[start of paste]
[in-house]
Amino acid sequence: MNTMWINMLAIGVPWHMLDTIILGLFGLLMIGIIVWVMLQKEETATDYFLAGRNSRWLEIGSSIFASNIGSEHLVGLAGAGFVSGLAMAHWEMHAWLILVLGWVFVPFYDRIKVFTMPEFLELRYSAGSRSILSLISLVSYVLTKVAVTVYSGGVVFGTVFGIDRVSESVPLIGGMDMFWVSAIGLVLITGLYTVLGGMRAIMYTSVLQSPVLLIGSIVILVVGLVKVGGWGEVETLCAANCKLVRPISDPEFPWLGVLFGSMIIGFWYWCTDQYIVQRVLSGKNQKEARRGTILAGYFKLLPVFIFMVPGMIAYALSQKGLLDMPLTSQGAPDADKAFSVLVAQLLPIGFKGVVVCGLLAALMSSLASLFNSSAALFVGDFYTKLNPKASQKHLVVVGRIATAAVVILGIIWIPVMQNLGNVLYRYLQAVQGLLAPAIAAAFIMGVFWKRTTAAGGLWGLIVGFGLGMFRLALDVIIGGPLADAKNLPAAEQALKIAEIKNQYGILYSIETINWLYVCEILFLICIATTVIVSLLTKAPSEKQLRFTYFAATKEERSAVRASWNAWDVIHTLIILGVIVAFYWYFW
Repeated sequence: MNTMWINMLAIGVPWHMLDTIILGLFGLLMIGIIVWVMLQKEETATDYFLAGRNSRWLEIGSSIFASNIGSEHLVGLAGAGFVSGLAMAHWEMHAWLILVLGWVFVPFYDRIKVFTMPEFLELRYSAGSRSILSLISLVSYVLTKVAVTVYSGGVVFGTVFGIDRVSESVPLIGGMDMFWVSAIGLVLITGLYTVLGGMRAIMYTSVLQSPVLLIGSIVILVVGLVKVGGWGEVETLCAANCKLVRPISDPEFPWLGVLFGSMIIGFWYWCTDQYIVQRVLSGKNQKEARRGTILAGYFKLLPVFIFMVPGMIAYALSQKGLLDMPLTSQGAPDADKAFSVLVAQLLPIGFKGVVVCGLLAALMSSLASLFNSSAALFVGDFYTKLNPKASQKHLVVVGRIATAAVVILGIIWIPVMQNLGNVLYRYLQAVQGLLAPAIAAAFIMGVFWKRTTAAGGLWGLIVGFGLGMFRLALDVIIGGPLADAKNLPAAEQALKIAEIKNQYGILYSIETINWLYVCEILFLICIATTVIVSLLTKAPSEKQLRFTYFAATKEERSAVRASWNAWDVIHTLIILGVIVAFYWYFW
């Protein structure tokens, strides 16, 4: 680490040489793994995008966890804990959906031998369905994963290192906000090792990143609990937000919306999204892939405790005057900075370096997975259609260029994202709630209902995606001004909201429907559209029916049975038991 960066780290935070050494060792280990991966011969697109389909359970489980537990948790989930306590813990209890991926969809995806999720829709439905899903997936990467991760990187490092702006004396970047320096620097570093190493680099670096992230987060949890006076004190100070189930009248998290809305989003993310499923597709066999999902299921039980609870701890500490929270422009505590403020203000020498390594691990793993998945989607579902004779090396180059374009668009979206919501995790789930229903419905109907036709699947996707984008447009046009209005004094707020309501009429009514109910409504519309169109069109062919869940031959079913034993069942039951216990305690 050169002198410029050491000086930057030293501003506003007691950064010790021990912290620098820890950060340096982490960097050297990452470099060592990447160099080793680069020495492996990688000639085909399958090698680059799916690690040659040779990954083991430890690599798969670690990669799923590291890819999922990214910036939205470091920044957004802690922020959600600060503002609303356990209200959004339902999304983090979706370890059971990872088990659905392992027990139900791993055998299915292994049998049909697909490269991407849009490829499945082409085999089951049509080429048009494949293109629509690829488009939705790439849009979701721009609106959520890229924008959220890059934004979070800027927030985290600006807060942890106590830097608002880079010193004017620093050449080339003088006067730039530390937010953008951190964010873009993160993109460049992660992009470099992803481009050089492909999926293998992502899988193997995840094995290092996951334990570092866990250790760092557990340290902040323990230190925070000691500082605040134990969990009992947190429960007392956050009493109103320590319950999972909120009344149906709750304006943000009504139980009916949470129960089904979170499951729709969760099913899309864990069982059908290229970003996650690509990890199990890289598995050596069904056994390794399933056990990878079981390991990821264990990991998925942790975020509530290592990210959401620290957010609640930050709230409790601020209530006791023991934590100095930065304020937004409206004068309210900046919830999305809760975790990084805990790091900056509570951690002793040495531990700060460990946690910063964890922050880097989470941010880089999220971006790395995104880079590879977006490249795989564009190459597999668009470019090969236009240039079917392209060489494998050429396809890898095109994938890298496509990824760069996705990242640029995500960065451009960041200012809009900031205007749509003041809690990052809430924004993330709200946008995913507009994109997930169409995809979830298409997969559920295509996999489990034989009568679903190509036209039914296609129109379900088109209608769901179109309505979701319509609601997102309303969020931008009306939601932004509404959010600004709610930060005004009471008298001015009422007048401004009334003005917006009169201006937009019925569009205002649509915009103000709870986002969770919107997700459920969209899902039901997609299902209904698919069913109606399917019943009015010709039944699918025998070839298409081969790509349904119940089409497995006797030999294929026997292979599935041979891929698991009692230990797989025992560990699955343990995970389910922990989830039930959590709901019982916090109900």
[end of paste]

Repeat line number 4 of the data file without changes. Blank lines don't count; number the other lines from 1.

């Protein structure tokens, strides 16, 4: 680490040489793994995008966890804990959906031998369905994963290192906000090792990143609990937000919306999204892939405790005057900075370096997975259609260029994202709630209902995606001004909201429907559209029916049975038991 960066780290935070050494060792280990991966011969697109389909359970489980537990948790989930306590813990209890991926969809995806999720829709439905899903997936990467991760990187490092702006004396970047320096620097570093190493680099670096992230987060949890006076004190100070189930009248998290809305989003993310499923597709066999999902299921039980609870701890500490929270422009505590403020203000020498390594691990793993998945989607579902004779090396180059374009668009979206919501995790789930229903419905109907036709699947996707984008447009046009209005004094707020309501009429009514109910409504519309169109069109062919869940031959079913034993069942039951216990305690 050169002198410029050491000086930057030293501003506003007691950064010790021990912290620098820890950060340096982490960097050297990452470099060592990447160099080793680069020495492996990688000639085909399958090698680059799916690690040659040779990954083991430890690599798969670690990669799923590291890819999922990214910036939205470091920044957004802690922020959600600060503002609303356990209200959004339902999304983090979706370890059971990872088990659905392992027990139900791993055998299915292994049998049909697909490269991407849009490829499945082409085999089951049509080429048009494949293109629509690829488009939705790439849009979701721009609106959520890229924008959220890059934004979070800027927030985290600006807060942890106590830097608002880079010193004017620093050449080339003088006067730039530390937010953008951190964010873009993160993109460049992660992009470099992803481009050089492909999926293998992502899988193997995840094995290092996951334990570092866990250790760092557990340290902040323990230190925070000691500082605040134990969990009992947190429960007392956050009493109103320590319950999972909120009344149906709750304006943000009504139980009916949470129960089904979170499951729709969760099913899309864990069982059908290229970003996650690509990890199990890289598995050596069904056994390794399933056990990878079981390991990821264990990991998925942790975020509530290592990210959401620290957010609640930050709230409790601020209530006791023991934590100095930065304020937004409206004068309210900046919830999305809760975790990084805990790091900056509570951690002793040495531990700060460990946690910063964890922050880097989470941010880089999220971006790395995104880079590879977006490249795989564009190459597999668009470019090969236009240039079917392209060489494998050429396809890898095109994938890298496509990824760069996705990242640029995500960065451009960041200012809009900031205007749509003041809690990052809430924004993330709200946008995913507009994109997930169409995809979830298409997969559920295509996999489990034989009568679903190509036209039914296609129109379900088109209608769901179109309505979701319509609601997102309303969020931008009306939601932004509404959010600004709610930060005004009471008298001015009422007048401004009334003005917006009169201006937009019925569009205002649509915009103000709870986002969770919107997700459920969209899902039901997609299902209904698919069913109606399917019943009015010709039944699918025998070839298409081969790509349904119940089409497995006797030999294929026997292979599935041979891929698991009692230990797989025992560990699955343990995970389910922990989830039930959590709901019982916090109900």